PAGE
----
At about the 1.6 mile mark, you’ll pass beneath Manly Beacon. There’s an optional unmaintained use-trail that follows the ridge parallel to Golden Canyon’s southern rim, but ignore this and instead make the quick descent into the badlands.
We all wondered why this section of Gower Gulch looks so remarkably different from the surrounding landscape – and later on I learned that it’s the result of human activities – the gulch was breached on its eastern reaches to divert the flow of Furnace Creek away from the Inn during flash floods. So, as a result, the upper reaches of Gower Gulch are now far more eroded than they should be – and they have those foreign rocks lining the wash instead of pieces of the surrounding badlands.
At 2.5 miles, the trail drops down into that rocky gray wash and you’ll see a few faint use trails ascending east toward Zabriskie Point. Take your choice of paths – they all meet up just over the first ridge – and follow the route for the final 0.3 miles to Zabriskie Point for some stunning views of the surrounding landscape.
Zabriskie Point is reachable via car and a very short hike up a paved path, so you will have the Mount Wilson Effect here – you’ll probably emerge sweaty and tired, to collapse on the ground, take off your boots and devour some trail snacks … just as some tourists stroll up in their finest driving clothes to take a quick snapshot of the view. You’re probably going to get some odd looks from them. Don’t worry – you earned this view.
When you’re done resting up, backtrack down to Gower Gulch and keep your eye out for this sign near the trail you came in on from Golden Canyon.
This route is very different from the hard, well-worn ground you hiked in on through Golden Canyon. Gower Gulch – especially in these upper reaches – is heavily eroded and gravel-lined, so walking is going to take a tad more effort here.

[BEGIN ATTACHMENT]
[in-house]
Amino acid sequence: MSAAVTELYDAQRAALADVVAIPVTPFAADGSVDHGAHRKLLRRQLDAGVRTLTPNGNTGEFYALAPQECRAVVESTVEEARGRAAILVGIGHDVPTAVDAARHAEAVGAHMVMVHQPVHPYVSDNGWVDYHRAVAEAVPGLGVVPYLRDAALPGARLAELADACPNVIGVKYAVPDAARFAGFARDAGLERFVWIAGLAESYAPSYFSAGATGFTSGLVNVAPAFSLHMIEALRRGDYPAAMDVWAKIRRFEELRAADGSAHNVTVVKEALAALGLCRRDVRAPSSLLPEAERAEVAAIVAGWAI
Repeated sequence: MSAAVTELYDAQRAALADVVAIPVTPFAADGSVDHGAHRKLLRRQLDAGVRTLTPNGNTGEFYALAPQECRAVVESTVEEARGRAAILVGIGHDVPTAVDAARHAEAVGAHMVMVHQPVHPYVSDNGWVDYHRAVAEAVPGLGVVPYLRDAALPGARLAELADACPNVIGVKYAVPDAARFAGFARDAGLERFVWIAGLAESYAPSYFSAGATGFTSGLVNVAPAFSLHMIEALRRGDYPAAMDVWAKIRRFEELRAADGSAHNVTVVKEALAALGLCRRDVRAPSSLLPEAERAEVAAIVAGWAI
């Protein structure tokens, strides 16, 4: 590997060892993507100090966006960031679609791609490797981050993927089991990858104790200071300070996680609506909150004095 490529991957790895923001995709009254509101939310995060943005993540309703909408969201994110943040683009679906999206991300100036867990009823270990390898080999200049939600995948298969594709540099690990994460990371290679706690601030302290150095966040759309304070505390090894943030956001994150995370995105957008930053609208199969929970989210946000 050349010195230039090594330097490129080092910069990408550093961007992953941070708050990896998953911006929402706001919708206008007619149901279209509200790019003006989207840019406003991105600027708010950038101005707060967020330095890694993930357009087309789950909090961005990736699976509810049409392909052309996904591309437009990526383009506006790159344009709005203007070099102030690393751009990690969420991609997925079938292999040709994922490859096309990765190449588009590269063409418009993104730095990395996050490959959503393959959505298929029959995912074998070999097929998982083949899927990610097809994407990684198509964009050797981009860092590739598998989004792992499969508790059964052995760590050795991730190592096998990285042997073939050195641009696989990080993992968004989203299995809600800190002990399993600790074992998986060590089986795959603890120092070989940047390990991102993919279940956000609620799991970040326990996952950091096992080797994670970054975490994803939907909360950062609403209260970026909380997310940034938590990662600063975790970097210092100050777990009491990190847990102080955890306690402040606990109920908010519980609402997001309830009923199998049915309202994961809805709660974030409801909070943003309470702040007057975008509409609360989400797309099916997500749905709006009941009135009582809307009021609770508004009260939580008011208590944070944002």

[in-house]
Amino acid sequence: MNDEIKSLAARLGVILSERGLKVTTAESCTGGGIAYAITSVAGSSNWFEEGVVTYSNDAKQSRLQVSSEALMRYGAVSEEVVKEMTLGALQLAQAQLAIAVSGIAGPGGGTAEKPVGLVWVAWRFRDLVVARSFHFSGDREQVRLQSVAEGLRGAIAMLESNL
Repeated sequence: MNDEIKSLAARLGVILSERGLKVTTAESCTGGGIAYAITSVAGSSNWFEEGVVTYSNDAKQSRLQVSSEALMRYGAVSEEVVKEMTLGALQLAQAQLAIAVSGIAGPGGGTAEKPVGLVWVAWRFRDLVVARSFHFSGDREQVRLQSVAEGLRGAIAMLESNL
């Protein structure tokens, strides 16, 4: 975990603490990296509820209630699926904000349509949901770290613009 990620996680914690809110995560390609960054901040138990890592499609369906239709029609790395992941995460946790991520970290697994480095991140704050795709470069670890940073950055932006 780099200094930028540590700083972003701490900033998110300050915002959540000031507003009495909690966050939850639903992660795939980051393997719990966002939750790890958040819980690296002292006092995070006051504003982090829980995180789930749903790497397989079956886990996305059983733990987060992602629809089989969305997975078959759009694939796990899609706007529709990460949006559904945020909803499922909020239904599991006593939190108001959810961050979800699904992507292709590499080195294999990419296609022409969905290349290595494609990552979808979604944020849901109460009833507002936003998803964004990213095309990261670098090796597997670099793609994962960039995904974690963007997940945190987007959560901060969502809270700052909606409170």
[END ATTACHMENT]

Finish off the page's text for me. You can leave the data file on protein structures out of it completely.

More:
There are, however, several old mining areas very close to the wash – in some cases, there’s even old mining equipment, too. This was a very active mining area during Death Valley’s heyday, and there are all sorts of signs posted warning you about all the different ways you could die if you explored any of that old infrastructure.
As you hike further down Gower Gulch, the canyon walls rise up and eventually become painted with splotches of mineral deposits – many of them quite vibrant shades of green, red, gold, and white. And yes, you’ll see more mine shafts, too.
At the 4.9 mile mark, the canyon narrows significantly. From here, it no longer feels like the broad wash you hiked into, but it starts to feel a bit more like a slot canyon instead. There are a few fun little scrambles along the way, but nothing that should give you any pause.
Fortunately, there is a very visible use-trail on the right hand side of the dry fall. Stick to the wall, and be sure to look back to see just how much the water has eroded the land below the falls during wet weather. It’s not difficult to imagine a gushing river pouring through that narrow canyon …
From here, the trail makes a sharp turn north and hugs the edge of the Amargosa Range as it heads back toward the Golden Canyon Trailhead. Enjoy the breathtaking views of Death Valley and the memories of your epic badlands journey on the last 0.8 miles.